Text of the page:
Chaim Schwartz* is the recognized genius of the class. He gets 100% on every test, understands the most difficult Gemaras and makes complicated math computations in his head in seconds. But for all his genius he can’t seem to make a single friend.
“I don’t know what it is about him, but he seems to almost push away people,” his mother says. “If I send him out to play, he’s bound to be home 10 minutes later, grumbling about how the other boys hate him. And his rebbi tells me that when he made learning groups, he thought that everybody would want to be with Chaim – but three times, the boys in his group asked to be switched.”
Chaim himself doesn’t know why he can’t make or keep friends. To him the playground is as challenging as a complicated algebraic equation might be for his less-brilliant classmates. He can’t seem to “get it” socially. Almost everything he says or does is rejected by his peers, and it appears as if the entire world is against him. Chaim believes his classmates are unfair. The truth is that he is pushing others away.
Although he is blessed with a high IQ, Chaim has a poor EIQ – Emotional Intelligence Quotient. He is unable to read nonverbal cues and understand when he is boring or annoying others. He also has a poor sense of personal space – he tends to invade the space of others by standing too close to his peers and touching them often. People feel uncomfortable in his presence – and often back away almost as soon as he approaches. That is a shame because Chaim has so much to offer to his classmates. But his social ineptitude is crippling him.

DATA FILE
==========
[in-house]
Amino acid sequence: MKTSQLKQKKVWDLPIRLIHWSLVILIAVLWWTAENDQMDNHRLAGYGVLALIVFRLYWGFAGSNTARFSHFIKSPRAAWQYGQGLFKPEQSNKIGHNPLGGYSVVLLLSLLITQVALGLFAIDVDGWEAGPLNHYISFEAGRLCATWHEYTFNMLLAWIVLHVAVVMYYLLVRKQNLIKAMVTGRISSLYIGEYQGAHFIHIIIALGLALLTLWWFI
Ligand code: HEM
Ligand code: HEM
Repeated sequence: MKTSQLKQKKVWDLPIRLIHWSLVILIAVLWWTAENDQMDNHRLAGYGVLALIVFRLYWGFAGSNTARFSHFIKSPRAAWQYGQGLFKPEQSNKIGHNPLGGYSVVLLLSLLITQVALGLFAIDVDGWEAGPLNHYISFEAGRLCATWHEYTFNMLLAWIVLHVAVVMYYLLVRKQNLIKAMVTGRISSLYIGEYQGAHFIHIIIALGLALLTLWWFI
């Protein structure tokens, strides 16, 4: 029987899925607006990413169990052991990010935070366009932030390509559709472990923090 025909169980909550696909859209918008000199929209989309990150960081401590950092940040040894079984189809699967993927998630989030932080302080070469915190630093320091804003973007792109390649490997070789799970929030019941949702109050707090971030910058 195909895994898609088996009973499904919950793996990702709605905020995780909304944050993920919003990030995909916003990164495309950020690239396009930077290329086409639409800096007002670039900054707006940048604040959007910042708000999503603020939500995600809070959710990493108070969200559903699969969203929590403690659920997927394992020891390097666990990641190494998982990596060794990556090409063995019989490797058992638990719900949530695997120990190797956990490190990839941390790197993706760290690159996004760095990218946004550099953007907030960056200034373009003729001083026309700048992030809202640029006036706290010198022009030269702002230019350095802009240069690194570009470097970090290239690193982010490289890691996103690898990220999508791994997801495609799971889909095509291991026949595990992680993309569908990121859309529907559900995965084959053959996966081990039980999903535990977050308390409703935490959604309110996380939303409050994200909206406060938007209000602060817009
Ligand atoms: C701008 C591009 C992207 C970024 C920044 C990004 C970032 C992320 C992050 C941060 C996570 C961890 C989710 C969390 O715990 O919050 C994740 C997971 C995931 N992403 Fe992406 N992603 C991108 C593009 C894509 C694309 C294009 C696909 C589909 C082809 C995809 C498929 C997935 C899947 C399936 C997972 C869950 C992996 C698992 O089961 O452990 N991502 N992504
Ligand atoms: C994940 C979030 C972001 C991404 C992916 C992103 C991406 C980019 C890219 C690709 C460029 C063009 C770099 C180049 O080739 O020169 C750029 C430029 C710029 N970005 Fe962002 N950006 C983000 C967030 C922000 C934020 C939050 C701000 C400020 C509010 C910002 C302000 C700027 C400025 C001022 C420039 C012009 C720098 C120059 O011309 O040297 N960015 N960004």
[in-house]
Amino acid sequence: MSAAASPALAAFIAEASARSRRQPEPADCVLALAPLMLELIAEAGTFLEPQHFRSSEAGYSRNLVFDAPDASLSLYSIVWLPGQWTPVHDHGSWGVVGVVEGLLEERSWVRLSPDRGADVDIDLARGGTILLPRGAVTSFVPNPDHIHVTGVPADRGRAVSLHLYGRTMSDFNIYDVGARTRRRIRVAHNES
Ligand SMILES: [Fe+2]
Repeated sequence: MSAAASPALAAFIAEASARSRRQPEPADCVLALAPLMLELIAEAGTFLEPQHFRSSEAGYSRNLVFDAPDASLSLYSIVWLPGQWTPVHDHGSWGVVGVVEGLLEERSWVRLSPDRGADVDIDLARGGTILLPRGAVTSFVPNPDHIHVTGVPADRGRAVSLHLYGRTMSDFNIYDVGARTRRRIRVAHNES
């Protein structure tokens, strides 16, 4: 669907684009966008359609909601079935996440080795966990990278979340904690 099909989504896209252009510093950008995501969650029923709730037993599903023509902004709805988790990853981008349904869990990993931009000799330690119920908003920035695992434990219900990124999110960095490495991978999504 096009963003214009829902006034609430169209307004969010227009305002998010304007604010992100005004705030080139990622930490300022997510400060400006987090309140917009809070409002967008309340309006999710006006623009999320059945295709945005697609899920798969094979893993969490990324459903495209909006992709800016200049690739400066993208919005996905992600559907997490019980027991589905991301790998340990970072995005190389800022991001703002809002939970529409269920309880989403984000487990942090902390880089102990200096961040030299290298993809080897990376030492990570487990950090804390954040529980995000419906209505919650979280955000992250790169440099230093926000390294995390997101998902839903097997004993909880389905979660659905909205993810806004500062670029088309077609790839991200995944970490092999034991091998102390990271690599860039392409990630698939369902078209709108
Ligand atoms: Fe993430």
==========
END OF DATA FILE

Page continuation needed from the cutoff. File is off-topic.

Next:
Chaim’s poor social skills may impact his life more negatively than someone else’s poor IQ. Experts now recognize that interpersonal skills are more vital to a person’s success in life than intelligence. The ability to make and maintain relationships allows people to succeed in school, marriage, at work and in all situations.
Like traditional intelligence, social skills are often innate, with some children naturally more emotionally intelligent than others. But the good news is that social skills can be taught. Chaim, and countless others like him, can up his EIQ with social skills training. He can learn to avoid negative behaviors that turn off others, and he can learn positive behaviors and skills that will enable him to achieve social success.
The first step in helping children with poor social skills is identifying them. There are many types of social skills, and children who could benefit from social skills training may exhibit different behaviors. Parents should take note if their child: